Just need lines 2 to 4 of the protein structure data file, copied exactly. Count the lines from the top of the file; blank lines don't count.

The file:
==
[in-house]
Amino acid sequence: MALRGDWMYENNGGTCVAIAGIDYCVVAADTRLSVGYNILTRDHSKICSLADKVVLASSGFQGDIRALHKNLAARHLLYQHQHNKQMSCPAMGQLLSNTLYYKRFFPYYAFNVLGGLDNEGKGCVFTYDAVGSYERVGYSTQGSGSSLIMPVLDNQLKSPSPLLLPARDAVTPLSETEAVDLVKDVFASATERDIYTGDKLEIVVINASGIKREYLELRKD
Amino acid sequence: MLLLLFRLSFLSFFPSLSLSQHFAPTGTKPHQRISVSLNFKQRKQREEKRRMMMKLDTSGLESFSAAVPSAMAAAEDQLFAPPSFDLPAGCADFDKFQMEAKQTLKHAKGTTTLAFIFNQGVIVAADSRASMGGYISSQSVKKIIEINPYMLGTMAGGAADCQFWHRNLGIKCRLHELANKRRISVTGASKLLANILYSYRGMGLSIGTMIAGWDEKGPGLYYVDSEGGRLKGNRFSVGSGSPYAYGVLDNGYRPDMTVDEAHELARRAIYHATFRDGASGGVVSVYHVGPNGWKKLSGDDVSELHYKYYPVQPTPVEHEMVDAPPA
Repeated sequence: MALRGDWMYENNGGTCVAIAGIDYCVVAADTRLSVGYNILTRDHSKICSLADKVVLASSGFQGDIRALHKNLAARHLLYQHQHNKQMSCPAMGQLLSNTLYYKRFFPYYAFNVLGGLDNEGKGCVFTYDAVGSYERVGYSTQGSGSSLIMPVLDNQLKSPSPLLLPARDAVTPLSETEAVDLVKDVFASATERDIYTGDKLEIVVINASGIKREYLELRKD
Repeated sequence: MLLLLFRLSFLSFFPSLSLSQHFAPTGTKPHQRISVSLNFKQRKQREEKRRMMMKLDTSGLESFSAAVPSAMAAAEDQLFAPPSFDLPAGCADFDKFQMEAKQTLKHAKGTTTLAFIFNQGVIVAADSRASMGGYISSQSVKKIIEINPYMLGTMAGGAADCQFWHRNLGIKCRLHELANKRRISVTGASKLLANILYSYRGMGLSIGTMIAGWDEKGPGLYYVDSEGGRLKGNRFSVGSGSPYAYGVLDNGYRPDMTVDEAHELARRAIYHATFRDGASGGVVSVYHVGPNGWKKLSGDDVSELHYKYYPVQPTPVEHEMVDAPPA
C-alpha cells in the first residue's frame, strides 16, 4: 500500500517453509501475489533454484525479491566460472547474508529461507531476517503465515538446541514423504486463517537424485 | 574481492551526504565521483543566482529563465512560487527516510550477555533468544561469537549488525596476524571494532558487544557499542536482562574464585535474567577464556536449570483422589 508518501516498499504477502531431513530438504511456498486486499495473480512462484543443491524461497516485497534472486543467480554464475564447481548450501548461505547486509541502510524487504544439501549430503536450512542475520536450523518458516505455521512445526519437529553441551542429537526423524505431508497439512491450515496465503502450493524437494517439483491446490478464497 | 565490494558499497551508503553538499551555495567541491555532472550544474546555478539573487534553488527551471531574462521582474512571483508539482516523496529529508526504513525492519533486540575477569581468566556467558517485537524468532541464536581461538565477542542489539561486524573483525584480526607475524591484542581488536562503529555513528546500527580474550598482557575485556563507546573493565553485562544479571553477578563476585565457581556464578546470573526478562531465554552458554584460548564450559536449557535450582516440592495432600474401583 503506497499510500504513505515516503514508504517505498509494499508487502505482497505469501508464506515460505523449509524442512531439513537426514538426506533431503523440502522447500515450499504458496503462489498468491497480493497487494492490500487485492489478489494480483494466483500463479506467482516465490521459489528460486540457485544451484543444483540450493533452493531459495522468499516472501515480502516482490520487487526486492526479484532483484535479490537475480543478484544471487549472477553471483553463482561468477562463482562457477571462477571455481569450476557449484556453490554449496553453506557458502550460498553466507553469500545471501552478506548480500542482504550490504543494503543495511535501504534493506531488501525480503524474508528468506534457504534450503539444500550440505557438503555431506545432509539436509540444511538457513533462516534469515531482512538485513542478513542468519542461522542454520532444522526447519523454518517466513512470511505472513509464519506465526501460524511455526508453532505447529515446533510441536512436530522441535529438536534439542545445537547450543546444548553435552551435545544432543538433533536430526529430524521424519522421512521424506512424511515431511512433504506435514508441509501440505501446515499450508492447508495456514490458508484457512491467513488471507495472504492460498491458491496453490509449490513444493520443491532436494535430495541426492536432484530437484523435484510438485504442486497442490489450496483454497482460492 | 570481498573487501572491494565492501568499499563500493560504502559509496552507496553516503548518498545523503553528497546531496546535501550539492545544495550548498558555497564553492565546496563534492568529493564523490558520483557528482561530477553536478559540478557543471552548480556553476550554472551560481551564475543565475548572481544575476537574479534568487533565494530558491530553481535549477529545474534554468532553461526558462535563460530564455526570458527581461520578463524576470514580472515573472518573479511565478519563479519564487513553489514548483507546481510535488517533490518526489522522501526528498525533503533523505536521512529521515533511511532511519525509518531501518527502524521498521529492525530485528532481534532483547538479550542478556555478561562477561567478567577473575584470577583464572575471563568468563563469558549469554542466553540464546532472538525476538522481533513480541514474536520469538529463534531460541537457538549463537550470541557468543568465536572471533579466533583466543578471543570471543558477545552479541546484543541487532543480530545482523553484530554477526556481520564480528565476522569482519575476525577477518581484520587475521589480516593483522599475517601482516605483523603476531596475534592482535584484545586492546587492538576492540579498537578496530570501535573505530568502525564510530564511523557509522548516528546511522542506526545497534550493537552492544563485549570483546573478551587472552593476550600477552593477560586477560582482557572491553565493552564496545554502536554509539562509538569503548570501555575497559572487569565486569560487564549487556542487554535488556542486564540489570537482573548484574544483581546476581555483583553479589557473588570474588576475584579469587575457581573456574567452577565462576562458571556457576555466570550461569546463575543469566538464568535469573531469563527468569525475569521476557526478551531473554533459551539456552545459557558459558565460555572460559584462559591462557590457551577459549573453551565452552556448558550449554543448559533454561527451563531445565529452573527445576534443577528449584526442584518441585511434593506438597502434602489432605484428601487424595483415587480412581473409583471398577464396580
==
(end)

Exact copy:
Amino acid sequence: MALRGDWMYENNGGTCVAIAGIDYCVVAADTRLSVGYNILTRDHSKICSLADKVVLASSGFQGDIRALHKNLAARHLLYQHQHNKQMSCPAMGQLLSNTLYYKRFFPYYAFNVLGGLDNEGKGCVFTYDAVGSYERVGYSTQGSGSSLIMPVLDNQLKSPSPLLLPARDAVTPLSETEAVDLVKDVFASATERDIYTGDKLEIVVINASGIKREYLELRKD
Amino acid sequence: MLLLLFRLSFLSFFPSLSLSQHFAPTGTKPHQRISVSLNFKQRKQREEKRRMMMKLDTSGLESFSAAVPSAMAAAEDQLFAPPSFDLPAGCADFDKFQMEAKQTLKHAKGTTTLAFIFNQGVIVAADSRASMGGYISSQSVKKIIEINPYMLGTMAGGAADCQFWHRNLGIKCRLHELANKRRISVTGASKLLANILYSYRGMGLSIGTMIAGWDEKGPGLYYVDSEGGRLKGNRFSVGSGSPYAYGVLDNGYRPDMTVDEAHELARRAIYHATFRDGASGGVVSVYHVGPNGWKKLSGDDVSELHYKYYPVQPTPVEHEMVDAPPA
Repeated sequence: MALRGDWMYENNGGTCVAIAGIDYCVVAADTRLSVGYNILTRDHSKICSLADKVVLASSGFQGDIRALHKNLAARHLLYQHQHNKQMSCPAMGQLLSNTLYYKRFFPYYAFNVLGGLDNEGKGCVFTYDAVGSYERVGYSTQGSGSSLIMPVLDNQLKSPSPLLLPARDAVTPLSETEAVDLVKDVFASATERDIYTGDKLEIVVINASGIKREYLELRKD